Yep, the Middle Ages were pretty grim. Nowadays, roughly three millenia after the birth of Western civilization, we're slightly less retarded. But only slightly.

Re:Pseudoscience debunked? (4, Insightful)

PlusFiveTroll (754249) | about a year ago | (#44724173)

It is as if our government has thrown all logic by the wayside and has become a religion unto itself.

Re:Pseudoscience debunked? (0)

haruchai (17472) | about a year ago | (#44724295)

If only we could completely separate Church from State but I don't think even that would change their attitudes.

Re:Pseudoscience debunked? (4, Insightful)

interval1066 (668936) | about a year ago | (#44724313)

They appear to have thrown the first amendment out with the trash as well.

Re:Pseudoscience debunked? (5, Insightful)

Joce640k (829181) | about a year ago | (#44724187)

To me it seems he's being charged with heresy. The fist such charge in over 200 years.

Re:Pseudoscience debunked? (2)

interval1066 (668936) | about a year ago | (#44724339)

If only the Fed. were only as scary as Cardinal Biggles [flixster.com] ; "[he] shall be charged on three counts; heresy by thought, heresy by word, heresy by deed and, Uh, FOUR Counts.."

Re:Pseudoscience debunked? (2)

houghi (78078) | about a year ago | (#44724823)

If they water-board him, I am sure he will bring others to light who will be found guilty after the water-boarding or other torture.
I mean, if you go medieval on him, go all the way.

Re:Pseudoscience debunked? (5, Interesting)

Anonymous Coward | about a year ago | (#44724361)

having 'flunked' a lie detector test many years ago for a stupid shit job at radio shack, where i was 100% truthful, i know from my personal experience they are shit...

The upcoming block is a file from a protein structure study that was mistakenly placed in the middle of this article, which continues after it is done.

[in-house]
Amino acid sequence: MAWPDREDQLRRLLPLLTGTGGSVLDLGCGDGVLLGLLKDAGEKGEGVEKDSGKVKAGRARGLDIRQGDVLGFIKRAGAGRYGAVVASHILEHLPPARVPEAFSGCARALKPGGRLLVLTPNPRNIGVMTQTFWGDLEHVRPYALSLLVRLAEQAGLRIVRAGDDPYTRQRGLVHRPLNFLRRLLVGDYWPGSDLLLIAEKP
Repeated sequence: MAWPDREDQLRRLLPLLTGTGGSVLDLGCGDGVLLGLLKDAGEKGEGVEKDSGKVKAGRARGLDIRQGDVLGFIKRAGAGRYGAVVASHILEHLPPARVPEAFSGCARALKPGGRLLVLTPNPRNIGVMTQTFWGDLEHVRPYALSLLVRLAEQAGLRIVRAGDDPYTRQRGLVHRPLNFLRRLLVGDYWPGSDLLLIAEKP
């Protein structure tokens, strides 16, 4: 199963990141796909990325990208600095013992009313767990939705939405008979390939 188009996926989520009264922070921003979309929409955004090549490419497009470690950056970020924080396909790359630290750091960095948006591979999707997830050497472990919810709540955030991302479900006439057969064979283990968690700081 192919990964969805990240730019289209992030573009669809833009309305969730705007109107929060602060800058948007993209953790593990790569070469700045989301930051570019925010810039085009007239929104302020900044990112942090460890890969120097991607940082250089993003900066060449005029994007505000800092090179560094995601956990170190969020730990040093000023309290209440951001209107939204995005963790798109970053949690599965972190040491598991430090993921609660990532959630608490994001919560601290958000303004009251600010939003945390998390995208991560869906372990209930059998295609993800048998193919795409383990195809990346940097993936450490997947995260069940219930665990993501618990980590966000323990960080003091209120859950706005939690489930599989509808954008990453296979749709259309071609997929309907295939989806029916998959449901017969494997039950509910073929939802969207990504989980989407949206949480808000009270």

on top of that, a couple of guys who I KNOW were lying, scamming, stealing, doping, snorting, salesdroid types, PASSED their lie detector tests from the same operator, in the same timeframe, for the same shit radio shack job...
they went on to become managers...

Re:Pseudoscience debunked? (4, Insightful)

mbone (558574) | about a year ago | (#44724409)

having 'flunked' a lie detector test many years ago for a stupid shit job at radio shack, where i was 100% truthful, i know from my personal experience they are shit...
on top of that, a couple of guys who I KNOW were lying, scamming, stealing, doping, snorting, salesdroid types, PASSED their lie detector tests from the same operator, in the same timeframe, for the same shit radio shack job...
they went on to become managers...

Given what I know about modern American corporate management, I think it was working just fine.

Re:Pseudoscience debunked? (5, Insightful)

Imrik (148191) | about a year ago | (#44724609)